The right ear hearing aid 10A may be realized as a BTE hearing aid, ITE hearing aid or as part of an eyeglass frame. The output transducer 16A may be integrated in the housing of the hearing aid 10A, or it may be realized as an external part connected by wire or by using a wireless radio link to the hearing aid 10A.

The left ear hearing aid 10B comprises the like components as the right ear hearing aid 10A, but in a mirror-like manner, i.e. the left ear filter unit 18B is for generating a left ear cross-talk compensation signal from the processed audio signals of the left ear signal processing unit 14B according to an estimated transcranial transfer function from the left ear bone conduction output transducer 16B to the right ear cochlea 20A, and the adder unit 22B is for adding the right ear cross-talk compensation signal generated by the right ear filter unit 18B to the processed audio signals produced by the left ear audio signal processing unit 14B.

The hearing aids 10A, 10B also include means for exchanging the cross-talk compensation signals between the hearing aids, i.e. means for sending the right ear cross-talk compensation signal from the right ear filter unit 18A to the left hear hearing aid 10B and for sending the left ear cross-talk compensation signal from the left ear filter unit 18B to the right ear hearing aid 10A. Such signal exchange may be realized by a wire connection indicated at 28A and 28B in FIG. 1. Alternatively, the hearing aids 10A, 10B may comprise means for establishing a bidirectional wireless link 35 between the right ear hearing aid 10A and the left ear hearing aid 10B, which means include a right ear transceiver 30A of the right ear hearing aid 10A and a left ear transceiver 30B in the left ear hearing aid 10B, as well as respective antennas 32A in the right ear hearing aid 10A and 32B in the left ear hearing aid 10B.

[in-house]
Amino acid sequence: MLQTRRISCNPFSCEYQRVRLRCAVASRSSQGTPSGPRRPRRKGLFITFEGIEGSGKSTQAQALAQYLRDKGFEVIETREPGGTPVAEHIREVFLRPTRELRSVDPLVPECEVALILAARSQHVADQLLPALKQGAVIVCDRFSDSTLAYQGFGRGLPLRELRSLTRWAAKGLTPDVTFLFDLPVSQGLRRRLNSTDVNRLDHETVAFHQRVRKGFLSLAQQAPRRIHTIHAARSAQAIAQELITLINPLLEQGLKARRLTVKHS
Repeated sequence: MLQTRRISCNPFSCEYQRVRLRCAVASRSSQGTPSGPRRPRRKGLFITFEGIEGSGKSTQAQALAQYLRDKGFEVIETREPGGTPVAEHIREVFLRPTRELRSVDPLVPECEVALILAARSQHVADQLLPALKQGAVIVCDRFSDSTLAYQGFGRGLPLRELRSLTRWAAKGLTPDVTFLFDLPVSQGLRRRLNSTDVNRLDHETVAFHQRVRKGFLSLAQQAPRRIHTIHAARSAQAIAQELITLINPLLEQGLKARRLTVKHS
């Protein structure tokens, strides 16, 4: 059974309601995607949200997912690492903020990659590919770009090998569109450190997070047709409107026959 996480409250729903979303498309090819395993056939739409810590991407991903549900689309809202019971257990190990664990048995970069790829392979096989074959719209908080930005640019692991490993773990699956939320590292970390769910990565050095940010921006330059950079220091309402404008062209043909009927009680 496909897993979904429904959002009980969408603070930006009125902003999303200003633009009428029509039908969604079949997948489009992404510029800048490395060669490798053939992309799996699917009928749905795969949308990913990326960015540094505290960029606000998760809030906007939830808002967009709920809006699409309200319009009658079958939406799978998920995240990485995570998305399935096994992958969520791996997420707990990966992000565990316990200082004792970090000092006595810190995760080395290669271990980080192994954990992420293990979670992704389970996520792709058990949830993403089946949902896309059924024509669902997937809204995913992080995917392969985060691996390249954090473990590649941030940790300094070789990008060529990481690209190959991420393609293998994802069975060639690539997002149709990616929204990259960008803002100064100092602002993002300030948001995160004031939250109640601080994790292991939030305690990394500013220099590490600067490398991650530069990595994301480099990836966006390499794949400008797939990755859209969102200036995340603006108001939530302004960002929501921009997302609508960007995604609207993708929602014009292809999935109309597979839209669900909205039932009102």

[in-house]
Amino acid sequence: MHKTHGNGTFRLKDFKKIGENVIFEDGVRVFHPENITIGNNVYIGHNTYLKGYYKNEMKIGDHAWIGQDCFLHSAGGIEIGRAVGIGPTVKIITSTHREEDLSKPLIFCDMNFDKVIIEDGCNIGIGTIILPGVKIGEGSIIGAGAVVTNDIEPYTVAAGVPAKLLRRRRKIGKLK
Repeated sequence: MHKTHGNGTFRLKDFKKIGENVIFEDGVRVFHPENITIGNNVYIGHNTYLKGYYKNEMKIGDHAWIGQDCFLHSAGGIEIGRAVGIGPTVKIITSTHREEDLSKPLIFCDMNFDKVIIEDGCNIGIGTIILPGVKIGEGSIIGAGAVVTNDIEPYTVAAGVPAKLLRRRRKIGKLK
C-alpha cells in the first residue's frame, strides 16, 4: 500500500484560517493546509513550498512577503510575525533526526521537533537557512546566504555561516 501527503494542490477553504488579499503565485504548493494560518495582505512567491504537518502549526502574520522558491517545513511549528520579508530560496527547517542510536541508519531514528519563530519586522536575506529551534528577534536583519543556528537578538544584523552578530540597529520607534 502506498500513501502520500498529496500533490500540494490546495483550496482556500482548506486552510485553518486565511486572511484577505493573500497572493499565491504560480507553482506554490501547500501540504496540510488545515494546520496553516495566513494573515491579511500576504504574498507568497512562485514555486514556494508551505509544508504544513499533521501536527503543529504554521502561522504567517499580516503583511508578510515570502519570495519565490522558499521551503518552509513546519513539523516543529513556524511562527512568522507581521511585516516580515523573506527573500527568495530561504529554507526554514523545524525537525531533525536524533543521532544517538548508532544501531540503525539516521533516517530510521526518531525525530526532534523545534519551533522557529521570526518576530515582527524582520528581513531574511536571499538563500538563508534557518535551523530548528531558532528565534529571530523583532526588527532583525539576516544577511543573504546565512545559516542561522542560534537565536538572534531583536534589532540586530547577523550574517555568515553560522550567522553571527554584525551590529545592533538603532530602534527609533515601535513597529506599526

Such wired or wireless bidirectional audio link between the right ear hearing aid 10A and the left ear hearing aid 10B may be used not only to exchange the cross-talk compensation signals, but also to exchange audio signals used for acoustic beam forming, noise reduction and/or auditory scene classification, see e.g. V. Hamacher, U. Kornagel, T. Lotter, H. Puder: "Binaural signal processing in hearing aids", in "Advanced in Digital Speech Transmission", R. Martin, U. Heute, C. Antweiler (eds.), p. 401-30, Wiley, 2008.